I noticed two tiny marks on this sword - on the other side of the number. They look quite like initials - would they have been put on at Wilkinson's or by the owner?

    I am waiting to find if there is an entry in the ledger for the sword but would be grateful if someone could give me a rough idea of when it was made.
    It dates to around 1916, but you're unlikely to get an owner from the proof book as there's a big gap covering most of the WW1 period. Not sure what those little marks are - they're quite hard to make out!

    John
    "If I can't be a good example to others, at least let me be a horrible warning".

  20. #270
    ...thanks John, I think they might be EB or ER.

    I have just found out that it was completed on 14th April 1915 for 2nd Lieutenant J B Carson MC, West Riding Battery, RHA. The battery spent 1916-1918 in the Middle East - where cavalry and horse artillery were yet playing an important role. Perhaps this would account for the service sharpening...
    Last edited by stephen wood; 10-03-2012 at 09:10 AM.

  21. #271
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    Quote Originally Posted by stephen wood View Post
    ...I noticed two tiny marks on this sword - on the other side of the number. They look quite like initials - would they have been put on at Wilkinson's or by the owner?
    Perhaps(Big Perhaps ??????????) they are the initials of the Fitter who put the sword together?????? I say this because most if not all WW1 production of Government Contracts (Bayonets, swords etc) and Private swords was paid for by Wilkinsons under the piecework system. I have some Piecework cards from WW1 but these are easy to operate as they are for 1908 sword parts being finished, polished, etc, 1907 bayonet parts and the foreman would count up the numbers in the tray at the end of the shift and sign the card off. For swords, I think this piecework system also operated and perhaps(?????????) the blade was marked when assembled with the hilt. Having said that, I would have expected over the years to see lots more swords from 1914-1918 with this type of marking BUT HAVE NOT!!!!
    So perhaps this was marked by an outworker?
    Or the forged only blade was bought in from the Birmingham Trade where it had been marked for payment and also identification in case of problems with the blade. (The forging plant at Wilkinsons was very busy with 1907 bayonets and 1908 Troopers swords - They only had two blade rolling machines!)

    Having said all the above, THE IS NO evidence but just supposition.

    As of today, all one can say with certainty is "Don't Know!"

  22. #272
    ...thank you very much Robert - I forgot to mention that it also has LONDON MADE and C>>------->P (centre of percussion?) etched on the spine...
    Last edited by stephen wood; 10-05-2012 at 01:26 PM.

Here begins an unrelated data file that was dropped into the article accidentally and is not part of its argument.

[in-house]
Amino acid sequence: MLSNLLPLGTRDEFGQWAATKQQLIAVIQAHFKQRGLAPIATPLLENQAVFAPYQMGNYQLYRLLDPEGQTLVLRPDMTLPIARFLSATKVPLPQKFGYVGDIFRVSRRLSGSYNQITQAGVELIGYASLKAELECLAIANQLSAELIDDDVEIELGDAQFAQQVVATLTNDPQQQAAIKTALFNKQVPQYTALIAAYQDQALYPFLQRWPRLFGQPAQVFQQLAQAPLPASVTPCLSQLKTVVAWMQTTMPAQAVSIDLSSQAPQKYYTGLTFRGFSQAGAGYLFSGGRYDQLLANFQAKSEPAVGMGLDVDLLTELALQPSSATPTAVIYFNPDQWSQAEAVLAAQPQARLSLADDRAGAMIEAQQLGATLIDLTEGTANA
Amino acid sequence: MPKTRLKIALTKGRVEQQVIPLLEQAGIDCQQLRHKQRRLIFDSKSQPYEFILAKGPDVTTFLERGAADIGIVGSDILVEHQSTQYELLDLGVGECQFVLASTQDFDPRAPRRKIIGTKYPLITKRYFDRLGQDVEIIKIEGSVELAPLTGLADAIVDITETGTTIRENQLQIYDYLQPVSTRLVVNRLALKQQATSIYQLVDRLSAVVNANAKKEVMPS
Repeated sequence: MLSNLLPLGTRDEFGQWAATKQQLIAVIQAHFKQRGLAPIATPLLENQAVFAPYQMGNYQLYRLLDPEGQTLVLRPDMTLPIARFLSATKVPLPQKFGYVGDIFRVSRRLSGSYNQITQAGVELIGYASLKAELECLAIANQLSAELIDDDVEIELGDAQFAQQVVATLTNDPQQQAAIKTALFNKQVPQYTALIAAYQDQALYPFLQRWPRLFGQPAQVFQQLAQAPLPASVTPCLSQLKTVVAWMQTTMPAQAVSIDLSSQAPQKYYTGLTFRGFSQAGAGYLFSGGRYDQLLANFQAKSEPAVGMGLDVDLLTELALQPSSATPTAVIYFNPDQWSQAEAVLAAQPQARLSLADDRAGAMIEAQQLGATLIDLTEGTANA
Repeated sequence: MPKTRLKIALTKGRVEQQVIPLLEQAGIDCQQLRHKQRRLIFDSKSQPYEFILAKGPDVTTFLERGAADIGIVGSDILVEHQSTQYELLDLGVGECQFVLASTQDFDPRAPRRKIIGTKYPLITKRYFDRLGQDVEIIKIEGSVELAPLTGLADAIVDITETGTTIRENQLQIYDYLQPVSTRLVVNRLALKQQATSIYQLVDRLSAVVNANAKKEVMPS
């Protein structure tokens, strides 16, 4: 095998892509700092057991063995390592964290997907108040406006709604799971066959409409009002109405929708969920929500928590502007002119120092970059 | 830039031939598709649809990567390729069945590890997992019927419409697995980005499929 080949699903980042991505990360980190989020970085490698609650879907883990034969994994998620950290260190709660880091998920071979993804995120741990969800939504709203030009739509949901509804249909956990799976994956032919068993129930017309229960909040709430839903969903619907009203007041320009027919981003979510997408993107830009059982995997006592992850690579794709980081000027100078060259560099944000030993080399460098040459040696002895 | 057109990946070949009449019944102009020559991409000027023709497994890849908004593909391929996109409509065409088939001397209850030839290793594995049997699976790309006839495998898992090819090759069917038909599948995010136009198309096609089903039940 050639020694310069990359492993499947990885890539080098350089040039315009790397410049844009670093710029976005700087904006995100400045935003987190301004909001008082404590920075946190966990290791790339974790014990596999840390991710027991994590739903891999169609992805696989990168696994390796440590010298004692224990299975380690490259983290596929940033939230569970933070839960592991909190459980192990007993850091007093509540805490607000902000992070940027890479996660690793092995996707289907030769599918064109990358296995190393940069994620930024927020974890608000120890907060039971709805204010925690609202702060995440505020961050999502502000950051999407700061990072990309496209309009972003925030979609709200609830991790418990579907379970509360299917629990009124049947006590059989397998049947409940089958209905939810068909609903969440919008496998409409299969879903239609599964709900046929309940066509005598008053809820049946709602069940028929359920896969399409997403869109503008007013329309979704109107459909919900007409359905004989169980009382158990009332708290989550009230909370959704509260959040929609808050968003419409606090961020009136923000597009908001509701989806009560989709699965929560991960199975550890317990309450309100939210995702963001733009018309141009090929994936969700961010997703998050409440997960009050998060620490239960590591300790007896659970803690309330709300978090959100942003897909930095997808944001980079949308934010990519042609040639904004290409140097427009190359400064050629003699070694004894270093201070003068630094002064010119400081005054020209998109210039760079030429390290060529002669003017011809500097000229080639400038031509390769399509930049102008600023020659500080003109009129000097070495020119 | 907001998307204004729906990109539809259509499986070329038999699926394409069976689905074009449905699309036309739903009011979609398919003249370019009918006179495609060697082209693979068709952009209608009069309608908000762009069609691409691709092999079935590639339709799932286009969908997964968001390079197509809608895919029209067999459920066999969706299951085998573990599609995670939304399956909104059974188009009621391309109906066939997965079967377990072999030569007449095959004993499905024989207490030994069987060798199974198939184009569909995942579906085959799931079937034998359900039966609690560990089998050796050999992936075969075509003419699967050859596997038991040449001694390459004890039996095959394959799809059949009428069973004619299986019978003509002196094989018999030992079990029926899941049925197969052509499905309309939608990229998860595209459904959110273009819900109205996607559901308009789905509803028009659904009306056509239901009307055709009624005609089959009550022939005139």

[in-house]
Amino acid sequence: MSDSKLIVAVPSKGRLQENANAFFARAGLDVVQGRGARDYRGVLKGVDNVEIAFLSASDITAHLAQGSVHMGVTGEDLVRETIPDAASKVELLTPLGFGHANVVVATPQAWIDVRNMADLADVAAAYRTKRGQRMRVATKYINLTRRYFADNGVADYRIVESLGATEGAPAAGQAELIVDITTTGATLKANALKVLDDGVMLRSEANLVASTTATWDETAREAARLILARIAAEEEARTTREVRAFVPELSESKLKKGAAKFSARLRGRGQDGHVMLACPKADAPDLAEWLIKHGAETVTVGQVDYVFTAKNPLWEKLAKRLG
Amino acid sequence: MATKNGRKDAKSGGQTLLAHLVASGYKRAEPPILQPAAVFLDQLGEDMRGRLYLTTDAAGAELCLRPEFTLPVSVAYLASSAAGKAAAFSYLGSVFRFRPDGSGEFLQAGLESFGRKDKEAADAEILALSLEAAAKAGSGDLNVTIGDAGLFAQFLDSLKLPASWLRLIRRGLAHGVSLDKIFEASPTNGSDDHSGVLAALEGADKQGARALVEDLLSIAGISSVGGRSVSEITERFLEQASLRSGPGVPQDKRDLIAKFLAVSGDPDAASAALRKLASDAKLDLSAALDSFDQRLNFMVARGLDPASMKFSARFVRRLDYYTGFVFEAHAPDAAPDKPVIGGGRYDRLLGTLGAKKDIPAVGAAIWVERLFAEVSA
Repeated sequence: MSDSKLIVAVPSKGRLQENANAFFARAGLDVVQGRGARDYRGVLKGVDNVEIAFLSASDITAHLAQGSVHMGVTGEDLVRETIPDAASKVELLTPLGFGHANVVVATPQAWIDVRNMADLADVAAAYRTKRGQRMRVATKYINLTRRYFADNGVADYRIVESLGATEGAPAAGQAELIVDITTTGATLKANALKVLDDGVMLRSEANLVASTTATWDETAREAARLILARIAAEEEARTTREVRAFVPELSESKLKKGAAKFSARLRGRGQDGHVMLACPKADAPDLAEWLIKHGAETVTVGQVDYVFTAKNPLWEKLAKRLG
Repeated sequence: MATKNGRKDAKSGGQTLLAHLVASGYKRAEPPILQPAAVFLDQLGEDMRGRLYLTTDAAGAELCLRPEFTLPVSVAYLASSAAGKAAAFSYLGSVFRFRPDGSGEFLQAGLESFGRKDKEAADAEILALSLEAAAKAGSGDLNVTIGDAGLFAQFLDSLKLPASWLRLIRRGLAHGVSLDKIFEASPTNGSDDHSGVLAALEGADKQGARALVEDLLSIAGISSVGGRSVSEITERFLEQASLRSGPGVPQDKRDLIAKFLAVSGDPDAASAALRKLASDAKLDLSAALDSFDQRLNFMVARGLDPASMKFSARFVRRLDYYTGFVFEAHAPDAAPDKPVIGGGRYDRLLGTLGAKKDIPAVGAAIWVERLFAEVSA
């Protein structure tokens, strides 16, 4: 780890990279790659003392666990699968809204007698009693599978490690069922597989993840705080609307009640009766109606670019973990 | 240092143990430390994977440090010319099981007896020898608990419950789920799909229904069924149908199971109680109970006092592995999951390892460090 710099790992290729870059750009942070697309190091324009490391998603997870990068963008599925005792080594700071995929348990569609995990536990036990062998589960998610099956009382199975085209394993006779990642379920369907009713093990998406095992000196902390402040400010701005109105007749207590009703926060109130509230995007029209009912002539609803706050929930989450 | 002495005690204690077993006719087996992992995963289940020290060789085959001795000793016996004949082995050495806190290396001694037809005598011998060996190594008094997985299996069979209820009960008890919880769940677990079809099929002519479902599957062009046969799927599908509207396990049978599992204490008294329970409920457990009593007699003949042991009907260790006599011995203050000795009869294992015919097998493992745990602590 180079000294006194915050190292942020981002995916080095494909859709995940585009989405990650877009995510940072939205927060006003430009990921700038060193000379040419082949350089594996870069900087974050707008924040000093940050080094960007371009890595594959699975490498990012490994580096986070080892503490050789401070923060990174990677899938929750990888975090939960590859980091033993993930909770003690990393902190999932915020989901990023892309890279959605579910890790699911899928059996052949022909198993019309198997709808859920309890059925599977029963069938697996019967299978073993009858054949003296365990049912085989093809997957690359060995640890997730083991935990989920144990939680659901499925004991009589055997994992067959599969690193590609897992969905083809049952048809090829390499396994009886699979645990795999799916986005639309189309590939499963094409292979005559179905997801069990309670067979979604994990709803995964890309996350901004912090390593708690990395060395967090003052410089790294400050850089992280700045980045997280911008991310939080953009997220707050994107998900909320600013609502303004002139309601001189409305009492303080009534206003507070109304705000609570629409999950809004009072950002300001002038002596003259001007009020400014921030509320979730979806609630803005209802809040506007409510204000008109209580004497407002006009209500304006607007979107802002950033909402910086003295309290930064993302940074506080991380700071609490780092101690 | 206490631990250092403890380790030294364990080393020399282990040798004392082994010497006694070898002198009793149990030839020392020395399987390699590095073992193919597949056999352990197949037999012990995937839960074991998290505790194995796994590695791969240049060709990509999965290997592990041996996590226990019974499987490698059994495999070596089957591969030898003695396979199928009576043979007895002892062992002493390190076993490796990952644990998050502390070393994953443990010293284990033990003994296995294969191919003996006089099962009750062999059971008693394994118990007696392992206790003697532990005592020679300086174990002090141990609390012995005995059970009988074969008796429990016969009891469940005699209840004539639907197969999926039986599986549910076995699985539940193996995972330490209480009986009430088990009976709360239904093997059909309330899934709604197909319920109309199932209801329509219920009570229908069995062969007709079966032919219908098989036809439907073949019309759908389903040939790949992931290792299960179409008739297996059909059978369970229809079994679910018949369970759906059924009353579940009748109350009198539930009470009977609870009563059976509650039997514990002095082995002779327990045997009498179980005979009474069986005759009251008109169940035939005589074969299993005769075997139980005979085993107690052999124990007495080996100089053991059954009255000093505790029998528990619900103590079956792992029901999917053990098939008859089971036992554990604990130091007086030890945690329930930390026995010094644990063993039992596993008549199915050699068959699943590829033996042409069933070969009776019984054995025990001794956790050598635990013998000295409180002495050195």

23. #273
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    I was looking at the Wilkinson blade numbers and noticed that from 1855 until the 1870's there are about 500-700 numbers per year. Has anybody mapped the number of numbers used each year and was there an increase or decrease generally? I was surprised that in the years I calculated there was a more or less even distribution across the years.
    Many second question is, where all these numbers used for actual swords? 600 swords a year seems a very high number to me. Surely there can not have been that many British officers buying Wilkinson swords each year?
    Regards,
    Matt

  24. #274
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    Matt
    these were all BLADE numbers, not especially SWORD numbers.
    They included sword, feat of arms swords, Hunting Swords, Presentation Swords, and even some swords that came in for repair and were reproved,some bayonet blades, hunting knives, etc.
    Remember that an officer could bring his sword (purchased elsewhere) and have the blade tested and 'proved' by Wilkinsons . How many of these there were after the 1850's is anyone's idea.
    Last edited by Robert Wilkinson-Latham; 11-09-2012 at 05:45 AM.

  25. #275
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    Thanks Robert. I’m very surprised that this accounts for 700 numbers per year though (assuming I’m counting correctly).

    Even if we assume that only half of those numbers were officer’s swords, I would be surprised if 350 officers were buying Wilkinson swords each year (where there even enough officers in HM armed forces to sustain that?). Most officers seem to have bought swords from outfitters or other cheaper makers, so I can’t see how we arrive at a sales figure of hundreds of swords being sold each year.

    And where are the hundreds of numbered Wilkinson items that are not officer’s swords? Numbered Wilkinson lead cutters, handkerchief cutters and other items seem relatively rare to me. Rarer than officer’s swords at least.